Coincidentally, Pennsylvania's first Allen's Hummingbird record came almost simultaneously, when in a remarkably similar situation to the one described here, Scott Wiedensaul banded and documented one at a Keystone State feeder.
Pastoral Holmes County countryside makes for scenic drives. That's a horse and buggy way down the road - a common conveyance in these parts.
State firsts really get the listers apoplectic with twitcher's disease, and I must confess to suffering from the affliction. When I hear about a bird in Ohio that I've not seen in the state, a restless discontent settles in that is only cured by the chase. For me, it's only this way with my home state list. I generally have no yen to chase New Jersey Ivory Gulls or East Coast Pink-footed Geese - most of these birds I've seen somewhere, or will someday, and it isn't that important where I see them. In fact, to me it's generally more rewarding to see and watch a species on its home turf, where it ought to be.
But, perhaps because I've birding the Buckeye State for so long, my resident list is a big one and the urge to add to it is irresistable. Yesterday's expedition was successful, and the Allen's Hummingbird provided me with my 361st notch on my Ohio list.
A major bonus of this chase was the bird's location - Holmes County. Located in the rolling hills of northeast Ohio, this county has produced an inordinate number of spectacular birds: Green Violet-ear, Violet-green Swallow, Long-billed Curlew, Swallow-tailed Kite, and many more. This plethora of exceptional records is in large part due to the exceptional concentration of stellar birders, many of which are Amish.
The region is also much more bird-friendly than the agriculture-intensive flatlands of the glaciated till plains, where mega-farms have nearly eliminated most habitat in many areas. The photo above shows neat rows of shocked corn, baled Amish style.
In a remarkable spot of good luck, Ms. Miller's house and the hummingbird fall within the bounds of a Christmas Bird Count. Should the bird linger for another week or so, they'll be able to tick off a humdinger of a count bird.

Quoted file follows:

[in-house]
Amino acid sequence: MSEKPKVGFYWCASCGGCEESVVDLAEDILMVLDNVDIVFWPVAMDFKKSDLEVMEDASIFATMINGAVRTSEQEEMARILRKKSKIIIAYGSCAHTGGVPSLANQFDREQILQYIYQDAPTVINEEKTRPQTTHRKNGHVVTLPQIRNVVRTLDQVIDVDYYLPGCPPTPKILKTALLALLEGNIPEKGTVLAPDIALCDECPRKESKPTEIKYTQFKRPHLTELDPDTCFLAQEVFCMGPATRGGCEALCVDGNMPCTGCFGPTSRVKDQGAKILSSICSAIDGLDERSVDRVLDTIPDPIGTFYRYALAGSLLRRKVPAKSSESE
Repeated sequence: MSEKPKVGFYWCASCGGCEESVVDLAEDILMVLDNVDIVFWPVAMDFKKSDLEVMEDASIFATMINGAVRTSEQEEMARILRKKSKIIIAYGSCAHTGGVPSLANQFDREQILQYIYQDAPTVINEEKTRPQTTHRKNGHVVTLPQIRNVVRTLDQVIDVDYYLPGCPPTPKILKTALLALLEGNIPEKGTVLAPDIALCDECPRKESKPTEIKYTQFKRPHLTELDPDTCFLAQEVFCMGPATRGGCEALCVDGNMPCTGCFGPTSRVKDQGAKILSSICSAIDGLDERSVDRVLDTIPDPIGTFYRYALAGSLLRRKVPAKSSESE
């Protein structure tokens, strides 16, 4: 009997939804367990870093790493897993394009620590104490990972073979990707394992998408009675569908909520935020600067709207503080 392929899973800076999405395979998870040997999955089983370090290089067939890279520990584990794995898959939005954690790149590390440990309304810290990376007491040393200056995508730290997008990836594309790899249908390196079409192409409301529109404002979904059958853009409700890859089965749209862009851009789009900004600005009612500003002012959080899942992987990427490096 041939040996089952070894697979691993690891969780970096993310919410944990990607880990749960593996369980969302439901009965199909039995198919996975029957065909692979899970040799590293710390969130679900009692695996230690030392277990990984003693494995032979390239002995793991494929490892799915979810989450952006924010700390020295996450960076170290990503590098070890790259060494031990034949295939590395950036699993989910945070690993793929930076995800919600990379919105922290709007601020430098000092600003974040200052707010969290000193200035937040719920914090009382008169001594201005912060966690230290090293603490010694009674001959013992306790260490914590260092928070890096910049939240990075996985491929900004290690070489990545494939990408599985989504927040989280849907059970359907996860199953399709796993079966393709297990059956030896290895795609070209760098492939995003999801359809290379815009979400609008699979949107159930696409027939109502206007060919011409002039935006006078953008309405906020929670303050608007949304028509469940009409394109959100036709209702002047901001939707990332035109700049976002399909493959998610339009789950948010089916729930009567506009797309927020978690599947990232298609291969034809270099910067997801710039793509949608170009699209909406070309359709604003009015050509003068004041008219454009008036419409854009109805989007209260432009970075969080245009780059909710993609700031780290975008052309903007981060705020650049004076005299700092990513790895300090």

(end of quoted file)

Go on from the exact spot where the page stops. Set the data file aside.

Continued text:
Allen's Hummingbird is in the genus Selasphorus, along with the very similar Rufous Hummingbird, of which Ohio gets several a year on average. While adult males are fairly straightforward, females and immature birds are far trickier to tell apart.
Unfortunately, a bit of misinformation about this bird made its way onto our Ohio Birds listserv, and hopefully it hasn't deterred interested birders from seeing this hummingbird if they were so inclined. Anyway, Allen took the time to post accurate info about our specimen, and I quote him below:
Please let me clarify things before the wild speculation gets even wilder.
Interpreting the use of the word "probable" in the email announcing the presence of this bird is erroneous (my preference would have been "highly likely"). In-hand, Rufous and Allen's Hummingbirds can be identified more than 99% of the time using a combination of plumage characters, feather shapes, and measurements.
I have banded nearly 60 Rufous Hummingbirds in three states, but have never banded an Allen's though I have worked with them in Louisiana with another bander. This individual has only 8 tail feathers instead of the usual 10. And although it is an immature bird, 7 of the 10 tail feathers are adult-type. The measured widths of both outer tail feathers (one is adult, one is immature) are both diagnosticly narrow (up to 1/2 mm narrower than a Rufous should be) for Allen's Hummingbird. This is probably sufficient for the bird to be accepted by the state records committee, though I don't want to pre-judge that.
My caution in being "only" 99% certain of the ID when I left the home was based on this being a first state record, and the fact that I wasn't positive which two feathers were missing. I was simply being cautious until I made the 200+ mile drive home to be able to check more references and look at my photos of the bird more closely to verify some of my suspicions about these missing tail feathers. I like to be thorough before claiming a first state record. All the tail feathers of this bird are very pointed, and the outer three are very narrow.
With good views of the spread tail, it is reasonable to say that it could be identified in the field with perhaps 80-90% confidence (depending on how experienced you are with these birds).
So, the bottom line is that it would be nearly impossible to make a case that this is a Rufous Hummingbird, based on the measurements. Please do not put off going to see this bird based simply on the use of the word "probable" and subsequent misinterpretations of it. The homeowner is very gracious and willing, and the bird should be cooperative, but who knows for how long."
For comparison, here is the tail of a Rufous Hummingbird, courtesy of Bill Hilton's excellent blog, This Week at Hilton Pond. This species has, on a comparative scale, much broader outer tail feathers.
Ohio now has several dozen records of Rufous Hummingbird. It's a western species with a broad distribution - our only hummingbird that breeds in Alaska.
The Allen's Hummingbird has a much smaller range, and consequently there are a lot less of them. This is undoubtedly one factor as to why there are FAR fewer records in the east than there are of Rufous Hummingbird.
The increasing numbers of vagrant hummingbirds in the eastern U.S. is a fascinating phenomenon, and there are probably some good reasons for it. But that's another post.
Thanks to Mae Miller for her hospitality and good stewardship of the bird, and to Allen Chartier for his tireless efforts to learn more about hummingbirds, and in particular for his work on this bird.